It would be hard to look back and pick out a good leader, Manager, as they have all had their faults, but saying that most of them got the job done, so maybe if the job gets done regardless of the harm caused you could say they were GOOD leaders.
I must take you to task for your last statement, the bribe to the DUP meant May took office despite being beaten in an election(no majority), so therefore against the electors, if she had not been in power she could not have offered the bribe, therefore in my opinion it borders on corruption.
 

C_Claycomb

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TeeDee was posting as I was posting, and I was thinking I would say almost the exact same thing about stepping away from talking about dictators and the machinations of nation states as they are too complicated to pick apart.
 
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C_Claycomb

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I am willing to bet that there are people who went on trips with Broch, or worked with him, that reckoned that he was a pretty good leader, even if he doesn't think of himself that way ;)
 

Broch

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I am willing to bet that there are people who went on trips with Broch, or worked with him, that reckoned that he was a pretty good leader, even if he doesn't think of himself that way ;)

LOL, only if they subscribe to the despot, maniacal, dives in where others are too sensible to tread, model of leadership :)
 

Wander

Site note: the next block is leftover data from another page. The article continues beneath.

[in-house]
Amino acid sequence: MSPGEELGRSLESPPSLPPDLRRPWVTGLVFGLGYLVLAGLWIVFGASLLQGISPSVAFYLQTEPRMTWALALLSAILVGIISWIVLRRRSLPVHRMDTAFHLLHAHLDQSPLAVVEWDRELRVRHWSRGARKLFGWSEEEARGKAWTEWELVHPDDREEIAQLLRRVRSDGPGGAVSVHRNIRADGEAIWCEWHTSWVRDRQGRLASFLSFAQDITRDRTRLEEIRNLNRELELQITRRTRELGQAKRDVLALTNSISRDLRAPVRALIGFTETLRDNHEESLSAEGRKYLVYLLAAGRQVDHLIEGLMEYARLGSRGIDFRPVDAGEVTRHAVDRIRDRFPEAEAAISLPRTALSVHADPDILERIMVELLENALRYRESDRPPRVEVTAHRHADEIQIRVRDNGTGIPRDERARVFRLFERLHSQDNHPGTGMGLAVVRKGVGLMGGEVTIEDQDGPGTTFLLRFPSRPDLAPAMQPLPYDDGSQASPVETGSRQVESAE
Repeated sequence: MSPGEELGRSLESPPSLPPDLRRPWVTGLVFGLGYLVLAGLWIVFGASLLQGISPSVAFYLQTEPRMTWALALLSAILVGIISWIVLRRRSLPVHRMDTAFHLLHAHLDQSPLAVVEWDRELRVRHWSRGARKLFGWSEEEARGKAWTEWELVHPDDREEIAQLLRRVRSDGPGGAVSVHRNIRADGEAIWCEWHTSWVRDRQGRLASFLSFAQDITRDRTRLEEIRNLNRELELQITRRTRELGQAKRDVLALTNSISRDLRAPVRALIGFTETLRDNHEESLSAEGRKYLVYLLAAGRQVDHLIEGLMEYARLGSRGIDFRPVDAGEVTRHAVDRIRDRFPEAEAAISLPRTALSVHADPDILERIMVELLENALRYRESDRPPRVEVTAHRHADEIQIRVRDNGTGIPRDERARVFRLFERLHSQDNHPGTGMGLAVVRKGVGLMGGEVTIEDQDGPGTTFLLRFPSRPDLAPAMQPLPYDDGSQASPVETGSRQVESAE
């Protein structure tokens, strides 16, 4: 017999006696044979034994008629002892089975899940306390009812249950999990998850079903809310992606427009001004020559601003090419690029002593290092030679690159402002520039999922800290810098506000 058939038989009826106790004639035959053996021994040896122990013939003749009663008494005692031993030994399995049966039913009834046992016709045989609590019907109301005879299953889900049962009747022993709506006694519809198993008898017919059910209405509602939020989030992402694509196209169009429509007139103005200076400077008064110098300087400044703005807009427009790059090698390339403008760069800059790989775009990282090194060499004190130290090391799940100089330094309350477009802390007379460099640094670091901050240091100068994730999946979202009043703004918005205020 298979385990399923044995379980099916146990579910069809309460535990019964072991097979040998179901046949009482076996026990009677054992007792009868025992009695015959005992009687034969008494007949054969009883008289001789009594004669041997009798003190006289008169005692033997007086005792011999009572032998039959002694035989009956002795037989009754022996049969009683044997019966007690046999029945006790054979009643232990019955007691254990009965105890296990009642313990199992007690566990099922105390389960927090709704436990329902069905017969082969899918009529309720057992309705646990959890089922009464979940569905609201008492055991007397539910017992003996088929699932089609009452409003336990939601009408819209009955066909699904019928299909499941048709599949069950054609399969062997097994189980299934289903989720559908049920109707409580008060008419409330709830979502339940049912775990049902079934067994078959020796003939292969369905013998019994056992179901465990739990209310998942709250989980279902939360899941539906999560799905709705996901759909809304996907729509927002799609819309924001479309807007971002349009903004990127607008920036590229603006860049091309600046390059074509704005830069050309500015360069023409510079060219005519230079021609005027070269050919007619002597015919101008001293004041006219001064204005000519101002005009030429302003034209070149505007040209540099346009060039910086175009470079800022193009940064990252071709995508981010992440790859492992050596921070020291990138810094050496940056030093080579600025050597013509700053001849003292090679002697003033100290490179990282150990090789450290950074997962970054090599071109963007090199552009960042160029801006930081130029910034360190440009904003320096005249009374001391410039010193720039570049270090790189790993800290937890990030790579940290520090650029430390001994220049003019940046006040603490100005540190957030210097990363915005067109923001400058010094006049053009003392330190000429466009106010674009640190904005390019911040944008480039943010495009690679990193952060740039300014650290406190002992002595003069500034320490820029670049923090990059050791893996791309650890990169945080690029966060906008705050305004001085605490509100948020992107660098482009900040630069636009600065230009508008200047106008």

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Maybe time to take a step back from the Far end of the spectrum ( strategy ) and focus upon day to day experiences ( tactics ) of Good Leadership and how that displays itself or is worked towards

Could do.
It's easier dealing with in extremis examples though because they are clearer and help make a point easier.
On a day-to-day basis it's going to be very variable.
In hierarchical organisations such as the Police and armed forces then leadership is pretty much a given. It's more about do as I say or you're in trouble (the kind of leadership that Van Wild seemed to be nudging toward).
In my day-to-day life (and, again, this is about my experiences) then leadership is generally by accord. My line manager is only in charge of me nominally - she 'leads' me by my consent. I will only do something if I think it's right, not just because I've been told to do something. If I think I have been given a poor instruction I will refuse to do it. Though I will explain why I think it's poor and why I am refusing. But that may also be because of where I work - in a professional (hopefully) setting in the NHS. As such, any dissent is respected and not treated as insubordination (or told, as in Van Wild's example, to lead, follow, or get out. So in my day-to-day experience, leadership is merely tacit and nominal.
I like it that way, and find myself instinctively dubious about anyone overly enthusiastic about wanting to be a leader or what even makes a leader. That starts stinking of alpha-male quite quickly and I don't get on well with people like that.